The effective rate increase for the thirteen weeks ended March 3, 2018 was primarily related to the provision to return adjustments on the fiscal 2016 tax return recorded in the prior period.  The effective rate decrease for the thirty-nine weeks ended March 3, 2018 was primarily related to the change in the federal statutory rate from 35% to 21%, resulting from legislation that was enacted on December 22, 2017. The rate change is administratively effective at the beginning of our fiscal year, using a blended rate for the annual period. As a result, the blended statutory tax rate for the year is 29.13%.

At March 3, 2018, accounts payable included an income tax payable of $20.7 million compared to an income tax receivable of $52.7 million at June 3, 2017. Not included in income taxes payable of $20.7 million is the tax benefit from deduction of the $80.8 million legal settlement expense, which was recorded in the second quarter of fiscal 2018, but is not deductible for income tax purposes until paid.  As noted above, the legal settlement expense was paid by the Company on March 23, 2018, subsequent to the end of our third quarter. The Company will receive a tax deduction for the legal settlement expense in the fourth quarter.  The remainder of the change is primarily due to the second quarter fiscal 2018 receipt of a $45.0 million federal tax refund related to the carryback of fiscal 2017 losses.

Our effective rate differs from the federal statutory income tax rate due to state income taxes and certain items included in income for financial reporting purposes that are not included in taxable income for income tax purposes, including tax exempt interest income, the domestic manufacturers deduction, and net income or loss attributable to noncontrolling interest.  The enacted rate change from 35% to 21% also caused the thirteen-week and thirty-nine week effective rate to be significantly different from the Company’s historical annual effective rate.  The Company’s effective tax rate for future fiscal years under current legislation is expected to be 21% plus a state tax effected rate of approximately 3%.

ITEM 2.  MANAGEMENT’S DISCUSSION AND ANALYSIS OF FINANCIAL CONDITION AND RESULTS OF OPERATIONS

This report contains numerous forward-looking statements within the meaning of Section 27A of the Securities Act of 1933 (the “Securities Act”) and Section 21E of the Securities Exchange Act of 1934 (the “Exchange Act”) relating to our shell egg business, including estimated production data, expected operating schedules, projected construction costs, and other operating data, including anticipated results of operations and financial condition.  Such forward-looking statements are identified by the use of words such as “believes,” “intends,” “expects,” “hopes,” “may,” “should,” “plans,” “projected,” “contemplates,” “anticipates,” or similar words.  Actual production, operating schedules, capital costs, results of operations, and other projections and estimates could differ materially from those projected in the forward-looking statements.  The forward-looking statements are based on management’s current intent, belief, expectations, estimates, and projections regarding the Company and its industry.  These statements are not guarantees of future performance and involve risks, uncertainties, assumptions, and other factors that are difficult to predict and may be beyond our control.  The factors that could cause actual results to differ materially from those projected in the forward-looking statements include, among others, (i) the risk factors set forth in Item 1A of our Annual Report on Form 10-K for the fiscal year ended June 3, 2017, as updated by our subsequent Quarterly Reports on Form 10-Q, (ii) the risks and hazards inherent in the shell egg business (including disease, pests, weather conditions, and potential for product recall), (iii) changes in the demand for and market prices of shell eggs and feed costs, (iv) our ability to predict and meet demand for cage-free and other specialty eggs, (v) risks, changes, or obligations that could result from our future acquisition of new flocks or businesses and risks or changes that may cause conditions to completing a pending acquisition not to be met, and (vi) adverse results in pending litigation matters.  In addition, we continue to assess the impact of the recently enacted federal tax reform legislation on our business and consolidated financial statements. Readers are cautioned not to place undue reliance on forward-looking statements because, while we believe the assumptions on which the forward-looking statements are based are reasonable, there can be no assurance that these forward-looking statements will prove to be accurate.  Further, forward-looking statements included herein are only made as of the respective dates thereof, or if no date is stated, as of the date hereof.  Except as otherwise required by law, we disclaim any intent or obligation to update publicly these forward-looking statements, whether because of new information, future events, or otherwise.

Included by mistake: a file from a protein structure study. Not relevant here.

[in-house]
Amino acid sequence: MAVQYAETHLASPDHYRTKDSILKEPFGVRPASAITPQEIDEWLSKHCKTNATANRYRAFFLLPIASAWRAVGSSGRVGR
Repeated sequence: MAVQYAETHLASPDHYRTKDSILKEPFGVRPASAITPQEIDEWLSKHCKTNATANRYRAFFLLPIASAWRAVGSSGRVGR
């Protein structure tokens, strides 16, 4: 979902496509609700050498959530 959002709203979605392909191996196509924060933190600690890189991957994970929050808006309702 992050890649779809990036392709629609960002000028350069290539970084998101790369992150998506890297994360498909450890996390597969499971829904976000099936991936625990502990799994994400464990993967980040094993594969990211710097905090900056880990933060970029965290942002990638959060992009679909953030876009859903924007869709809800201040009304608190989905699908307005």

12


OVERVIEW

Cal-Maine Foods, Inc. (“we,” “us,” “our,” or the “Company”) is primarily engaged in the production, grading, packaging, marketing, and distribution of fresh shell eggs.  Our fiscal year end is the Saturday closest to May 31.
 
Our operations are fully integrated.  At our facilities we hatch chicks, grow and maintain flocks of pullets (young female chickens, under 18 weeks of age), layers (mature female chickens) and breeders (male and female birds used to produce fertile eggs to hatch for egg production flocks), manufacture feed, and produce, process, and distribute shell eggs. We are the largest producer and marketer of shell eggs in the United States ("U.S.").  We market the majority of our shell eggs in the southwestern, southeastern, mid-western, and mid-Atlantic regions of the U.S.  We market shell eggs through an extensive distribution network to a diverse group of customers, including national and regional grocery store chains, club stores, foodservice distributors, and egg product consumers.